Restricted grouper reproductive migrations support community-based management

Waldie, Peter A., Almany, Glenn R., Sinclair-Taylor, Tane H., Hamilton, Richard J., Potuku, Tapas, Priest, Mark A., Rhodes, Kevin, Robinson, Jan, Cinner, Joshua E., and Berumen, Michael L. (2016) Restricted grouper reproductive migrations support community-based management. Royal Society Open Science, 3. pp. 1-13.

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Abstract

Conservation commonly requires trade-offs between social and ecological goals. For tropical small-scale fisheries, spatial scales of socially appropriate management are generally small—the median no-take locally managed marine area (LMMA) area throughout the Pacific is less than 1 km2. This is of particular concern for large coral reef fishes, such as many species of grouper, which migrate to aggregations to spawn. Current data suggest that the catchment areas (i.e. total area from which individuals are drawn) of such aggregations are at spatial scales that preclude effective community-based management with no-take LMMAs. We used acoustic telemetry and tag-returns to examine reproductive migrations and catchment areas of the grouper Epinephelus fuscoguttatus at a spawning aggregation in Papua New Guinea. Protection of the resultant catchment area of approximately 16 km2 using a no-take LMMA is socially untenable here and throughout much of the Pacific region. However, we found that spawning migrations were skewed towards shorter distances. Consequently, expanding the current 0.2 km2 no-take LMMA to 1–2 km2 would protect approximately 30–50% of the spawning population throughout the non-spawning season. Contrasting with current knowledge, our results demonstrate that species with moderate reproductive migrations can be managed at scales congruous with spatially restricted management tools.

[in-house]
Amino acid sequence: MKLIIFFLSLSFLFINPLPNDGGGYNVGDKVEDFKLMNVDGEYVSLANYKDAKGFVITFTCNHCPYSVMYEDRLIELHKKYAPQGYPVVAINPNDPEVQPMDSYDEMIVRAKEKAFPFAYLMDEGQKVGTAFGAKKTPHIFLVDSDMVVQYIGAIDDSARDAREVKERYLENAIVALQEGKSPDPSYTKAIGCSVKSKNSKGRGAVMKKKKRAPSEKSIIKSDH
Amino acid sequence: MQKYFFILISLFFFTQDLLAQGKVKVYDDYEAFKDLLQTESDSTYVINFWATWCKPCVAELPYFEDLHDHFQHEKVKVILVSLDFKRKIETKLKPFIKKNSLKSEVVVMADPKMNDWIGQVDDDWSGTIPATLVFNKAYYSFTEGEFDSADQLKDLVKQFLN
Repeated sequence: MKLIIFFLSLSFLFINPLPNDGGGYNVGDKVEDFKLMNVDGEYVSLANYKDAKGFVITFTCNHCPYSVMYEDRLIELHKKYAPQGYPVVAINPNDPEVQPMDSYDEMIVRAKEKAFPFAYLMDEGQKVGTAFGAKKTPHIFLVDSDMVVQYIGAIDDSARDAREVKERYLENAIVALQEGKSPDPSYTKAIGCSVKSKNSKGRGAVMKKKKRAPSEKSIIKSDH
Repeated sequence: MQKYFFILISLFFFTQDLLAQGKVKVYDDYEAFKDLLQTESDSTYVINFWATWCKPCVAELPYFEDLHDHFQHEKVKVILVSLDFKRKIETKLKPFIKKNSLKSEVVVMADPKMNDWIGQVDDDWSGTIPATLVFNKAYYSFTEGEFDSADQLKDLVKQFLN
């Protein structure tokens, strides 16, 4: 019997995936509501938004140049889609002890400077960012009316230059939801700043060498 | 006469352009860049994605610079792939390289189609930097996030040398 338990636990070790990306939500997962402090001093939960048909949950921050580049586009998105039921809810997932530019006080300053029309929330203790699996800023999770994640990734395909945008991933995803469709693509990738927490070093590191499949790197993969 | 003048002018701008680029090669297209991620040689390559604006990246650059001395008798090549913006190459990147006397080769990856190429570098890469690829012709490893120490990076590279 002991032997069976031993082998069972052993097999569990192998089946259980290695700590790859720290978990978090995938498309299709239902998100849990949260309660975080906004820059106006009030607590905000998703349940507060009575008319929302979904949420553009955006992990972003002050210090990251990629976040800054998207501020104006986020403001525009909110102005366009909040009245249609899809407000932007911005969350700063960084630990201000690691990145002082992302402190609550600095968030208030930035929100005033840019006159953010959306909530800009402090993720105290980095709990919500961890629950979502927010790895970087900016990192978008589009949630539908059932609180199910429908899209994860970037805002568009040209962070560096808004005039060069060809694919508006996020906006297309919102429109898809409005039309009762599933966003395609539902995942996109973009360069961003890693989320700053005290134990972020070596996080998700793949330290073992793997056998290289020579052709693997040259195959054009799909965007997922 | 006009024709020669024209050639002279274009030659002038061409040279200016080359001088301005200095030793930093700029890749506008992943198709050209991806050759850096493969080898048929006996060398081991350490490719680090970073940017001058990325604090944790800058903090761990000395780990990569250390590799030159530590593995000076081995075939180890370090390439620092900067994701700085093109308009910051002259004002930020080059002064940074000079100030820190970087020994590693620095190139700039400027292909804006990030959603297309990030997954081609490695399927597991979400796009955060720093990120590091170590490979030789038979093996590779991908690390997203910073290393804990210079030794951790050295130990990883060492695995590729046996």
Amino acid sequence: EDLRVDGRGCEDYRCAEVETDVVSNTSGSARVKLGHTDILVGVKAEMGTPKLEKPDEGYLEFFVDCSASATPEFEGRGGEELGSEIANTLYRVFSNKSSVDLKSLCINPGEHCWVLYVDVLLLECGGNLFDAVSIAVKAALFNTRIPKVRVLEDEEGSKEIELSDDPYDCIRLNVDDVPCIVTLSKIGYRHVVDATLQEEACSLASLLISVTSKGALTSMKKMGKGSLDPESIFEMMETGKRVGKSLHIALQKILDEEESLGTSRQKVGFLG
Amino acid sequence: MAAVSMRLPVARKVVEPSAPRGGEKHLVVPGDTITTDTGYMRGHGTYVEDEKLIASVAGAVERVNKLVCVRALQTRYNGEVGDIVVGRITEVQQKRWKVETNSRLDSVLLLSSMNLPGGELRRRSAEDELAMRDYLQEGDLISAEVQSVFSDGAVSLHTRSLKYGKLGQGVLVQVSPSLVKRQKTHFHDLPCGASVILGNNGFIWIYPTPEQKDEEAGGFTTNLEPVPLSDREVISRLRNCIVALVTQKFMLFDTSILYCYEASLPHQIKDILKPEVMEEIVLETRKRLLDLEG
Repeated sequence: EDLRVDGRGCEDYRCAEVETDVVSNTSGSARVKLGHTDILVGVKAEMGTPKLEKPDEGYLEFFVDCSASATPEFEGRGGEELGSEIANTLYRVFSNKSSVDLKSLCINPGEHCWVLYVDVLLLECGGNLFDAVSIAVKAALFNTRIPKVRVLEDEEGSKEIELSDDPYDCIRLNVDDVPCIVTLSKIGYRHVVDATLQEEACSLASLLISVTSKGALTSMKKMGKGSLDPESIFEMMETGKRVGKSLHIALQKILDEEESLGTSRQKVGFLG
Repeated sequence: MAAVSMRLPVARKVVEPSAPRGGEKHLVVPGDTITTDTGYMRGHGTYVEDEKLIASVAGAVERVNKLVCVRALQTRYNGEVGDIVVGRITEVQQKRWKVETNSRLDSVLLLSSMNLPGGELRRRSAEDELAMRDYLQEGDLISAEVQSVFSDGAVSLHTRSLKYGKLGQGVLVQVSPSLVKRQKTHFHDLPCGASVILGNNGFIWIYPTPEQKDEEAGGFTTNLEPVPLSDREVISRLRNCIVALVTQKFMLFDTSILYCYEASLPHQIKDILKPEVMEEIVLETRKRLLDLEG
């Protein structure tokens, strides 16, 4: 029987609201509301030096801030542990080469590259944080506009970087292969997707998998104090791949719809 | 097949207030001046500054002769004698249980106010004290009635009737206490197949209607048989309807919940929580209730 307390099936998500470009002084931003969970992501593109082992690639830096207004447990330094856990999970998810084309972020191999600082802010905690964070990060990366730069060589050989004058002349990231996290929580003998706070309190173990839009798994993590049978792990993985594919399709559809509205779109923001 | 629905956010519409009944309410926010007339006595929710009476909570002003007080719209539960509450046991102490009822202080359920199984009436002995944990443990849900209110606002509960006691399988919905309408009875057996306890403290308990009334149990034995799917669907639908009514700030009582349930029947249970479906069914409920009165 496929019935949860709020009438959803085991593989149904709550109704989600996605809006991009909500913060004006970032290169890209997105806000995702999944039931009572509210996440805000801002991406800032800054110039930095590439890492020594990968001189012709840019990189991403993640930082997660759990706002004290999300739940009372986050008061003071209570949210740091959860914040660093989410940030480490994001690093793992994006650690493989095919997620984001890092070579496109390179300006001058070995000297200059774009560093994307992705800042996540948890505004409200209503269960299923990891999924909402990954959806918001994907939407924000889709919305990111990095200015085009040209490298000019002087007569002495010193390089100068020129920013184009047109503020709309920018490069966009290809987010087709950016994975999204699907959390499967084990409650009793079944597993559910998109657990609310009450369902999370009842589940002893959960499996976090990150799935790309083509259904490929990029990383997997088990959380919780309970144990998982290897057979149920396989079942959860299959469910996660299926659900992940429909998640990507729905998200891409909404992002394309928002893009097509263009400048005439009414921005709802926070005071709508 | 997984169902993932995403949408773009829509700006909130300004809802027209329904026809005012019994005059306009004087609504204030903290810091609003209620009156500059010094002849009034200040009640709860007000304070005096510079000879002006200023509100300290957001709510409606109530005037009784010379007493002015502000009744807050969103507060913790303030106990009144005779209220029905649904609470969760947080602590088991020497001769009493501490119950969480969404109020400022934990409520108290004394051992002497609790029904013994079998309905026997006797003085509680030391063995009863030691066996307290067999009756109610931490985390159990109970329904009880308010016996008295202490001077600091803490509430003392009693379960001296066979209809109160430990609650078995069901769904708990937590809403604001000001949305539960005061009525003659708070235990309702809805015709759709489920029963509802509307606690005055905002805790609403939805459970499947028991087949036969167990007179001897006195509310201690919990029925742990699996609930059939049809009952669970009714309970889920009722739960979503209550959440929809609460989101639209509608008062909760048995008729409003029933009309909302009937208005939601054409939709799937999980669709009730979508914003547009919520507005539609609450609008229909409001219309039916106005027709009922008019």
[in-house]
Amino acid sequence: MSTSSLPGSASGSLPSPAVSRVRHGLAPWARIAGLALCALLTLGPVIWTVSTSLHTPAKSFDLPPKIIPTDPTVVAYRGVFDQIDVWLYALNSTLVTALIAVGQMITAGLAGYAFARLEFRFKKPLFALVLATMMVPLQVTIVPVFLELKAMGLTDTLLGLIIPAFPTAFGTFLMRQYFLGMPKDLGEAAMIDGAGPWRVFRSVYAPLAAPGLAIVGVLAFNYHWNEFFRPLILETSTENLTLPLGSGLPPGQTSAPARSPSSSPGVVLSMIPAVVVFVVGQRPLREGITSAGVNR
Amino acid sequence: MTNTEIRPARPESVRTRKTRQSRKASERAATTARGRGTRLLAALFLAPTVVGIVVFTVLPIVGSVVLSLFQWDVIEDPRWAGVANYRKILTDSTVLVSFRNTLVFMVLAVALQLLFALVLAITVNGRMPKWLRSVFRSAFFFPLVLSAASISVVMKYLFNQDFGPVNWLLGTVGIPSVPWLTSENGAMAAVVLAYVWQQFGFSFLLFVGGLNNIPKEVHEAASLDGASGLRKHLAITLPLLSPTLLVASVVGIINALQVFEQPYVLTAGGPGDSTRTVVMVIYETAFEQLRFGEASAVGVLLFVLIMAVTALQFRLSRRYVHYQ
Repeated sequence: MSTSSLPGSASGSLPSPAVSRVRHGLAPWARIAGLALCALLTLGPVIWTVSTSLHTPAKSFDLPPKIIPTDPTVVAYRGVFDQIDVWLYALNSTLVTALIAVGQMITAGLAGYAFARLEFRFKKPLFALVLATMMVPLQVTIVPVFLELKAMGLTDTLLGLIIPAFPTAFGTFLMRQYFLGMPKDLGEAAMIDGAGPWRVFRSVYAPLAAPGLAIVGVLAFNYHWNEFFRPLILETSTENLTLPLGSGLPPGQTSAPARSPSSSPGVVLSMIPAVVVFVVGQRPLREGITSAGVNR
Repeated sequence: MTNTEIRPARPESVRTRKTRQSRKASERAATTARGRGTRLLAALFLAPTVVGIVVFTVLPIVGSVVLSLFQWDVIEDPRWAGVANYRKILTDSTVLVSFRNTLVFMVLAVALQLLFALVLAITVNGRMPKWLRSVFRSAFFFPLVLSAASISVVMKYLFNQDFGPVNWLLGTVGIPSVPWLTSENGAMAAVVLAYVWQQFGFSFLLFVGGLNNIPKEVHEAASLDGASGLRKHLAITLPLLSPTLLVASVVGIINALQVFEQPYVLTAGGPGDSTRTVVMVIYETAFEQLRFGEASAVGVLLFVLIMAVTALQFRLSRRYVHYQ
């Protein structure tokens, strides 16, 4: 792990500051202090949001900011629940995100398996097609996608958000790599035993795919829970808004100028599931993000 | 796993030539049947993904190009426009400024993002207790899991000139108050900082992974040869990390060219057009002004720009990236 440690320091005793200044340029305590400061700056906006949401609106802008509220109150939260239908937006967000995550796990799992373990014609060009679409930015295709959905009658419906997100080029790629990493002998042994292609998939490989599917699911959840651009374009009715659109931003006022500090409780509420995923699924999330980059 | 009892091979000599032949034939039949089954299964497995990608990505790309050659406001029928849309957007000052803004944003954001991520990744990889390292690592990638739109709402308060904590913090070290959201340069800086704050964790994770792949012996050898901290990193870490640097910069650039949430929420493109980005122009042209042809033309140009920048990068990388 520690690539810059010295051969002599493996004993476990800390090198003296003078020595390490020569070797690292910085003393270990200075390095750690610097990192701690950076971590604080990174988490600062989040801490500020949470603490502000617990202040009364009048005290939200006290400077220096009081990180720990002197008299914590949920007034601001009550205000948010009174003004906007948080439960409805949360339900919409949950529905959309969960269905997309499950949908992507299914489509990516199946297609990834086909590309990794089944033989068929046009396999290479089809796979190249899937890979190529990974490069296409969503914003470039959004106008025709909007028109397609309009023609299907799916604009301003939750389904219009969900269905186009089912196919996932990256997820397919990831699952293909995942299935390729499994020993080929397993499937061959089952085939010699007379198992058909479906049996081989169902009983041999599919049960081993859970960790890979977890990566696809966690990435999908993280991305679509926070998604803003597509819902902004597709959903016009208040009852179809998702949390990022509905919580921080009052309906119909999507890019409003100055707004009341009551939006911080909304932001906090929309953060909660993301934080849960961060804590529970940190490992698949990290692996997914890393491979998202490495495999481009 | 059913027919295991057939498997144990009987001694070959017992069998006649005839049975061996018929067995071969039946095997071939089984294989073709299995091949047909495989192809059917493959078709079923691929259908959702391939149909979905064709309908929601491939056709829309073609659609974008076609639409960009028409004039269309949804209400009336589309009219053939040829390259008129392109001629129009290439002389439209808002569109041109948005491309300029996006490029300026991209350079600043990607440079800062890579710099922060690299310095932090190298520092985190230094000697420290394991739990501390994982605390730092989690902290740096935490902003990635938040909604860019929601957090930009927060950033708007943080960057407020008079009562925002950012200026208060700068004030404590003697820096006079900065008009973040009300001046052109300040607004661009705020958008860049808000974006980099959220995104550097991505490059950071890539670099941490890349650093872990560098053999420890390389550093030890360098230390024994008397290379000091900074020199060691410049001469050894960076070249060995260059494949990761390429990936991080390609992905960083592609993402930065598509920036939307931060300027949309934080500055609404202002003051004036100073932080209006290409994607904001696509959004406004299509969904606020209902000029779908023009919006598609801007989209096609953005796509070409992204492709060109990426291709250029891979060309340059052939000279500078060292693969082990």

Item ID: 48474
Item Type: Article (Refereed Research - C1)
Additional Information:

© 2016 The Authors. Published by the Royal Society under the terms of the Creative Commons Attribution License http://creativecommons.org/licenses/by/4.0/, which permits unrestricted use, provided the original author and source are credited.

ISSN: 2054-5703
Funders: Australian Research Council (ARC), ARC Centre of Excellence for Coral Reef Studies, Nature Conservancy, Sea World Research and Rescue Foundation
Research Data: https://doi.org/10.5061/dryad.26j85, http://dx.doi.org/10.4225/28/589265f48183c
Date Deposited: 23 May 2017 03:51
FoR Codes: 05 ENVIRONMENTAL SCIENCES > 0502 Environmental Science and Management > 050209 Natural Resource Management @ 50%
16 STUDIES IN HUMAN SOCIETY > 1605 Policy and Administration > 160507 Environment Policy @ 50%
SEO Codes: 91 ECONOMIC FRAMEWORK > 9199 Other Economic Framework > 919902 Ecological Economics @ 50%
96 ENVIRONMENT > 9607 Environmental Policy, Legislation and Standards > 960701 Coastal and Marine Management Policy @ 50%
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